בזכות נשים צדקניות ישראל נגאלו ישראל ממצרים
Yes, in the righteous women’s merit we were redeemed.
They are the women of faith, not conventional faith.
Not faith in ‘concepts’ or ‘propositions’ faith in themselves, in the bigger picture, in their people, in the power to heal and power of prayer.
These women who shattered the glass ceiling in Egypt have not died, their spirit lives on today in this moment, at this time.
The chayelet on the frontline, army dog in tow digging up bodies of her fellow comrades.
The mother of six, humming as she washes the dishes, so she forgets that she hasn’t seen her husband in months.
The newly married wife, now sleeping in her parents' home, so she doesn’t feel the emptiness of the bed by her side.
The mother who takes out a permanent marker and masking tape each morning to engrave on her heart the number of days her son has been held hostage in the hands of savage murderers.
The daughter who holds back her tears in kindergarten as she watches other fathers come to collect her friends, whilst she yearns to see hers.
The young woman in a tunnel in Gaza, whose inaudible cries penetrate the heart of every mother in Israel, every moment of every day.
The tank drivers who thought of nothing but the lives of their fellow sisters steering tanks on roads to deliver them from danger.
The grandmother in Nir Oz who collects the remnants of a family turned to ash - her daughter, son in law and three grandchildren, her screams muted lest they break through the limits of the earth.
The mother who wipes away tears because she knows in the ferocity of war, of a daily death count that her son has become just another name, but to her he is a world.
Yes, in their merit.
In the merit of these women who manage to house hope and despair.
Pain and joy.
Sacred and profane.
Who pick up the laundry and whisper a prayer.
Who go to work every day holding the frayed edges of their fragmenting reality together.
Who despite every single shattering of every single paradigm, insist that fullness will return.
They are the women of the Exodus.
Miriam, the atheist and the believer; the rationalist and the mystic; she is all and nothing.
Miriam the Prophetess.
She sees the reality, the pain and sorrow, the dead babies in the Nile and the live ones used as cement to fill the pyramid bricks.
She touches the darkness of exile as it saturates her very being.
She sees it all; she sees the absent God and the drawn and hollow filled eyes of her father, and yet…..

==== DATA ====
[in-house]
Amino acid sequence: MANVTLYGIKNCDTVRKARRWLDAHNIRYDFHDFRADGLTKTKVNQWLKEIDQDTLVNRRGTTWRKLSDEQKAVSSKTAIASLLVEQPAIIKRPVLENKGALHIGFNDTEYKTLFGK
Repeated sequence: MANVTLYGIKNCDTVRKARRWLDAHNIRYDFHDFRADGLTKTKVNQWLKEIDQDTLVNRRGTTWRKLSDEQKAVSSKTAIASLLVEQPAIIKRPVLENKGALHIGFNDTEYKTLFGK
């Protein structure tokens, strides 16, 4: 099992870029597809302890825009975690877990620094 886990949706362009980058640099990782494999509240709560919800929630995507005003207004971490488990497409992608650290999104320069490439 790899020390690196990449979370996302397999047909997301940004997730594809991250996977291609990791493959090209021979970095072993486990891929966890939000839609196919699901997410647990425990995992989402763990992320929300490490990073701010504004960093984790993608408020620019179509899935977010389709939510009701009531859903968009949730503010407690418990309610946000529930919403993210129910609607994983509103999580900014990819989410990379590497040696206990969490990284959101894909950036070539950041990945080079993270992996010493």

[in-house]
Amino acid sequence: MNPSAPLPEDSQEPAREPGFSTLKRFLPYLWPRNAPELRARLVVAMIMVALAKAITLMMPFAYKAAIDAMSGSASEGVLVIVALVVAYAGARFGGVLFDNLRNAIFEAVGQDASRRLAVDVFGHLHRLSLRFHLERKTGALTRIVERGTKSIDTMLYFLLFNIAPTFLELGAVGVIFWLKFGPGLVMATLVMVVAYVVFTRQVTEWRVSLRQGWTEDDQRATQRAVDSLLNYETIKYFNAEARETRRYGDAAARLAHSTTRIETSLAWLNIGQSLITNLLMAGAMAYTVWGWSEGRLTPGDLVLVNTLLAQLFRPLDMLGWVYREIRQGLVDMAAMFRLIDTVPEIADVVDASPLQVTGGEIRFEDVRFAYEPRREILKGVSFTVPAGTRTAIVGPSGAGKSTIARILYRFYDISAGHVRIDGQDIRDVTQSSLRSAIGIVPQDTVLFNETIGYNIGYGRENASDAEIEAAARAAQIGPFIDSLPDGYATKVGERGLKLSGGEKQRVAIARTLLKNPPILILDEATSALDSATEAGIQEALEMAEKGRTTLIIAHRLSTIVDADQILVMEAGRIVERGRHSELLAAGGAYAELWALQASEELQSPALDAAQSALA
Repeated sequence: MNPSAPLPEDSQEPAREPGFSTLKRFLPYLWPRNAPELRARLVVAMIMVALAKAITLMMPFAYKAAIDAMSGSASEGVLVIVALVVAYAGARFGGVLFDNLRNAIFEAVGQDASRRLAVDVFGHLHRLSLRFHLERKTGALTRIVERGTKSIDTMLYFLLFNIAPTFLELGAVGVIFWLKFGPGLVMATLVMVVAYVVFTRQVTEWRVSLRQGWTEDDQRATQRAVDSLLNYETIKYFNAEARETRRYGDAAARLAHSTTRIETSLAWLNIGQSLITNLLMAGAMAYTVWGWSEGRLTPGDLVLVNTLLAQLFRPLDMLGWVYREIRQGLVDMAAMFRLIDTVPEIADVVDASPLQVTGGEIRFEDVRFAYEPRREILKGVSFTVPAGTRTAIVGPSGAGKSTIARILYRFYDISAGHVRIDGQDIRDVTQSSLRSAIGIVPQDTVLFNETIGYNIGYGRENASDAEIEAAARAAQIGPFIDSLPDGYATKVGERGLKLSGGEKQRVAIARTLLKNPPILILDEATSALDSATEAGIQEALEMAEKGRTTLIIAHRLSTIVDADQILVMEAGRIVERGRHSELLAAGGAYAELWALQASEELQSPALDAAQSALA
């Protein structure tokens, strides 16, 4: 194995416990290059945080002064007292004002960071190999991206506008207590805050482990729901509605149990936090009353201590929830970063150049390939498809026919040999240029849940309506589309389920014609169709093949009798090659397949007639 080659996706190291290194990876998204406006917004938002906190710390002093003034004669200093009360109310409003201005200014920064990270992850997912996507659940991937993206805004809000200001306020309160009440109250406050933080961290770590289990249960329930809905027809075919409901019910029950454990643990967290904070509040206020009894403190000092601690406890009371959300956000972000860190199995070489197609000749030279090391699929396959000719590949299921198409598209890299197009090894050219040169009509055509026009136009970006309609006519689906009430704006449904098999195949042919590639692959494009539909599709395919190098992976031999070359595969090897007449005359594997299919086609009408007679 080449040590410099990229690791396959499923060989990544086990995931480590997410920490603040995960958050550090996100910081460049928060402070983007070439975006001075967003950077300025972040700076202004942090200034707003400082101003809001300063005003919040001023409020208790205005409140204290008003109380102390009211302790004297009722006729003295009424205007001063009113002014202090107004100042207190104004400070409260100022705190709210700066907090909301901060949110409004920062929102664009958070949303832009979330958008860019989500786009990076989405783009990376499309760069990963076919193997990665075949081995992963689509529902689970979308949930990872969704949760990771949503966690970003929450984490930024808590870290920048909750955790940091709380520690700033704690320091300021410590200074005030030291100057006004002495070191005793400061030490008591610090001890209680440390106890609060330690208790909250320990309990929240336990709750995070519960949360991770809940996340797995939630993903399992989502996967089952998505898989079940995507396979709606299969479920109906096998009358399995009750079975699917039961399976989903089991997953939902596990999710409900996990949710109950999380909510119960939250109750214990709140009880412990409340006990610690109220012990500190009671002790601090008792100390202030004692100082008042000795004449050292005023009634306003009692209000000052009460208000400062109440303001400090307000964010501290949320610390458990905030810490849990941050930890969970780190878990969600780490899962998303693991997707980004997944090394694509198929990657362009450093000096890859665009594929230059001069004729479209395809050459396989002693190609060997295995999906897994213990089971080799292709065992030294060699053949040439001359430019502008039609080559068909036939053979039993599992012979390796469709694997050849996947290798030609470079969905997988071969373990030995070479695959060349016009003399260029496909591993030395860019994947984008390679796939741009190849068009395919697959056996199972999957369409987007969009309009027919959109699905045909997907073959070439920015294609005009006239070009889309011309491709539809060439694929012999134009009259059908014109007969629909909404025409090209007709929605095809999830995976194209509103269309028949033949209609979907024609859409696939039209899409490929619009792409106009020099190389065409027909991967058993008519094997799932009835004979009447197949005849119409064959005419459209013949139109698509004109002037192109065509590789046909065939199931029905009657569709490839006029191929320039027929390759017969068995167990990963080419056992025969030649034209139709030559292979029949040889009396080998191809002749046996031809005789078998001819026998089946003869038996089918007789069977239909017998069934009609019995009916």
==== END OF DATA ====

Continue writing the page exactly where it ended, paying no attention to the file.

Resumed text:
She also sees the child and his future, the light and the good, the water at the bottom of well that cannot be measured and that requires hope and resilience to reach.
She hears the music in the suffering, and she teaches others to hear and play it too.
She can trace the threshold of freedom even in the pit of hell, because she believes not just in the redemptive power of God, but in the redemptive power of humankind.
She doesn’t place anything into dogmatic structures; in fact, she breaks all the boxes, all the paradigms. The daughter of Pharaoh becomes a partner for salvation. The timid girl transforms into a paragon of audacity and fortitude.
In shattering paradigms, she shows us what real faith is, and it is NOT what we expect.
It is not propositional statements about God and man; it is not even absolute faith that things will turn out well because God is on our side.
Faith appears in the nexus between being and non-being, in the depth of hell and at the point of despair. There it is born and from there it bears fruits.
The water at the bottom of the well; a song of independence before it has transpired; inner strength and resilience; hope and perseverance; ephemeral beauty of life and the audacity to love.
Miriam doesn’t keep it to herself. She teaches it to others. To anyone who will listen and to those who won’t. She hollers it to Pharaoh and his daughter and to the taskmasters, and to the world, and in that cry of sacred discontent something shatters.
There is a breaking of the vessels that creates a crack into which the light seeps. Slowly, incrementally it seeps into the fissures, and it is so bright and so blinding that one cannot help but be enraptured by its appeal.
And the mimetic desire of those women, who imbibe her posture of hope and dare to transform it into authentic dance of their own.
These women mine the recesses of the human spirit to produce a pervading and all-encompassing potency that colours an entire people, and eventually brings about the Exodus, and journey to the promised land.
Yes, in their Merit.
Those women in that time, and these women in ours are the secret to our survival and the key to our redemption. And in their merit, we will return once again to a ‘promised land’. Readily, speedily in our days.